Even a small garden can attract wildlife, whether it’s in a town, suburb or village. Here are some tips
If you have a small garden or a flat with a balcony you can still have birds, butterflies and bees near you. It’s not necessary to own a large country garden to attract wildlife.
Bird feeders, a small water feature, the type of plants that attract bees and butterflies – these are just some of the ways you can help the wildlife out there without having acres of garden space.
Make good use of the space you have and you can provide shelter and food for birds and all kinds of other wildlife, such as butterflies and dragonflies. Small gardens are the most usual size of garden these days in new housing developments and collectively they can achieve a great deal to help wildlife that has lost habitat and feed in the countryside, with intensive farming methods and the destruction of hedges.
If you have a flat without a balcony or terrace, you can put up a window feeder for birds and maybe a window box with some flowers in. If you have a balcony there’s quite a lot of scope for using hanging baskets, climbing plants in containers and even containers that hang on to balcony rails.
Planting flowering plants in tubs and hanging baskets will attract beneficial insects – hover flies, bees and butterflies. To attract them choose plants with open flowers, not double or multi-petalled flowers which don’t allow insects to climb in easily and get to the nectar they need.
Crocus, grape hyacinth and winter flowering heathers offer nectar for insects early in the year. Rudbeckia, salvia, helenium and echinacea are perfect perennials with nectar rich flowers in summer, followed by long-lasting seed heads.
Many shrubs and small trees are suited to containers. Solanum with its pretty mauve flowers is light and graceful while the climbing hydrangea is a heavier plant that looks good against a wall.
Crab apples are excellent small trees whose flowers will attract pollinating insects in spring, while their fruit is loved by birds in autumn and winter. You could put up nest boxes on trees, fences or walls.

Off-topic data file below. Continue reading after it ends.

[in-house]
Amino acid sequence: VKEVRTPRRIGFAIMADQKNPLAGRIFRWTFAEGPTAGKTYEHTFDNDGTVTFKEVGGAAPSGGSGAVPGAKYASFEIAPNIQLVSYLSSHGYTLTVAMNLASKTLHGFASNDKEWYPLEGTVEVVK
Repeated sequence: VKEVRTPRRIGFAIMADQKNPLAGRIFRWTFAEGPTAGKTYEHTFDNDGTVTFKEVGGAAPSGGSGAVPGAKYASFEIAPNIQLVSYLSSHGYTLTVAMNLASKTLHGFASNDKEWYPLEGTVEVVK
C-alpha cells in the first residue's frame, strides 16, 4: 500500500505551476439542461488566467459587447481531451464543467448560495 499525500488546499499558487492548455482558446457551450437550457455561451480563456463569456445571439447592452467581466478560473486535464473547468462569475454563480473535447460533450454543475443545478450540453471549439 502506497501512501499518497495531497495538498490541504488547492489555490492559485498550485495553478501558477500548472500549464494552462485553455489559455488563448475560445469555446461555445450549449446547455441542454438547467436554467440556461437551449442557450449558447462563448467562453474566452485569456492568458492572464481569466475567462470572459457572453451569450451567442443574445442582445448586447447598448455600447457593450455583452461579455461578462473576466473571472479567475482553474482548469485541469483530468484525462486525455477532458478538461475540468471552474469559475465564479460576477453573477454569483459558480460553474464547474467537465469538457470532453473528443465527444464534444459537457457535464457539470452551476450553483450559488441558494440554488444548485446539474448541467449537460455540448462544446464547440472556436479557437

If you have the space to create small borders and lawn, plant small trees and leave areas of dead wood, you’ll obviously attract more wildlife. Don’t be too tidy – leave seed heads on perennial plants for birds to feed on, and a pile of leaves or old wood for small creatures to snuggle under. Frogs, toads, beetles and hedgehogs will shelter underneath a few logs stacked against a wall.
Or you could put up a bug box – even a bug hotel if you have the space in a corner. You can buy them online or from garden centres; perhaps even make your own from old wood offcuts and some cut down hollow bamboo canes. Garden canes, sticks or a bunch of twigs can be left in a corner or even put some twigs on a planted container on a balcony. Fill a plant pot with leaves, turn upside down and leave it for the bugs to move in.
Ladybirds, so good for controlling aphids, like to hibernate in nooks and crannies under dead wood. Either buy or make a ladybird bug box and hang it up in a warm dry spot, or again old dead wood lying around will help them.
A water feature, no matter how small, will be loved by birds, and may attract frogs and newts. In limited spaces, you can use a large tub, container, small pre-cast plastic pond, or even an old tin bath. Just try to add a way out for small creatures – a piece of wood or stone propped up on the side will help.
Don’t use chemicals if you want to help wildlife unless as a last resort, because you may kill beneficial insects as well as those you are trying to get rid of. We need the good insects, or the eco system will suffer badly and so will we, eventually.